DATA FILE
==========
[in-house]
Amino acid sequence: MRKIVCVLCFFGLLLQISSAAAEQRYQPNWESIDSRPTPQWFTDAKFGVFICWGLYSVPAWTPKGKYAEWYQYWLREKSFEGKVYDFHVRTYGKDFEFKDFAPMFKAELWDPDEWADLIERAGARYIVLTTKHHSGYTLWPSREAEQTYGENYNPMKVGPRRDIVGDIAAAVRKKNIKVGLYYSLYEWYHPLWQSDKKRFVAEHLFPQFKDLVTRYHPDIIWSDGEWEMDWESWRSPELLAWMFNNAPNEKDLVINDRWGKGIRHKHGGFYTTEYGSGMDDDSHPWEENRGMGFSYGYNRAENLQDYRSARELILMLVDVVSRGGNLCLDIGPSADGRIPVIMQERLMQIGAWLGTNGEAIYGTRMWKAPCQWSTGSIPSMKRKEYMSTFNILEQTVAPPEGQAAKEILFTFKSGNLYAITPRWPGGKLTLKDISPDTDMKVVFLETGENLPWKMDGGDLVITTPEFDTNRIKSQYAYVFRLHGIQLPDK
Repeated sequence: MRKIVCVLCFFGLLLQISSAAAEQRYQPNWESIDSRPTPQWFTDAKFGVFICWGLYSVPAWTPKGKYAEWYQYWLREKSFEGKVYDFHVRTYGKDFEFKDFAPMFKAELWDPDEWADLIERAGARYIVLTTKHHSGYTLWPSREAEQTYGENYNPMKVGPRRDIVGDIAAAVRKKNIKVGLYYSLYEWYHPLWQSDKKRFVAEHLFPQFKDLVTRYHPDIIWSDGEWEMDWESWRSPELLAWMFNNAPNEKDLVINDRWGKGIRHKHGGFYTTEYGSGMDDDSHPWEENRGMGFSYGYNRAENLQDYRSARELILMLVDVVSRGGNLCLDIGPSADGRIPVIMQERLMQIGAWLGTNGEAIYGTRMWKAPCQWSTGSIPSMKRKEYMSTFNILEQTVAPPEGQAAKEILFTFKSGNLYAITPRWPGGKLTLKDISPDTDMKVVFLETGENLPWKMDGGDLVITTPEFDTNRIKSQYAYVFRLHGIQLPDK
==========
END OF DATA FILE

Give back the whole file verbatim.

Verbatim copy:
[in-house]
Amino acid sequence: MRKIVCVLCFFGLLLQISSAAAEQRYQPNWESIDSRPTPQWFTDAKFGVFICWGLYSVPAWTPKGKYAEWYQYWLREKSFEGKVYDFHVRTYGKDFEFKDFAPMFKAELWDPDEWADLIERAGARYIVLTTKHHSGYTLWPSREAEQTYGENYNPMKVGPRRDIVGDIAAAVRKKNIKVGLYYSLYEWYHPLWQSDKKRFVAEHLFPQFKDLVTRYHPDIIWSDGEWEMDWESWRSPELLAWMFNNAPNEKDLVINDRWGKGIRHKHGGFYTTEYGSGMDDDSHPWEENRGMGFSYGYNRAENLQDYRSARELILMLVDVVSRGGNLCLDIGPSADGRIPVIMQERLMQIGAWLGTNGEAIYGTRMWKAPCQWSTGSIPSMKRKEYMSTFNILEQTVAPPEGQAAKEILFTFKSGNLYAITPRWPGGKLTLKDISPDTDMKVVFLETGENLPWKMDGGDLVITTPEFDTNRIKSQYAYVFRLHGIQLPDK
Repeated sequence: MRKIVCVLCFFGLLLQISSAAAEQRYQPNWESIDSRPTPQWFTDAKFGVFICWGLYSVPAWTPKGKYAEWYQYWLREKSFEGKVYDFHVRTYGKDFEFKDFAPMFKAELWDPDEWADLIERAGARYIVLTTKHHSGYTLWPSREAEQTYGENYNPMKVGPRRDIVGDIAAAVRKKNIKVGLYYSLYEWYHPLWQSDKKRFVAEHLFPQFKDLVTRYHPDIIWSDGEWEMDWESWRSPELLAWMFNNAPNEKDLVINDRWGKGIRHKHGGFYTTEYGSGMDDDSHPWEENRGMGFSYGYNRAENLQDYRSARELILMLVDVVSRGGNLCLDIGPSADGRIPVIMQERLMQIGAWLGTNGEAIYGTRMWKAPCQWSTGSIPSMKRKEYMSTFNILEQTVAPPEGQAAKEILFTFKSGNLYAITPRWPGGKLTLKDISPDTDMKVVFLETGENLPWKMDGGDLVITTPEFDTNRIKSQYAYVFRLHGIQLPDK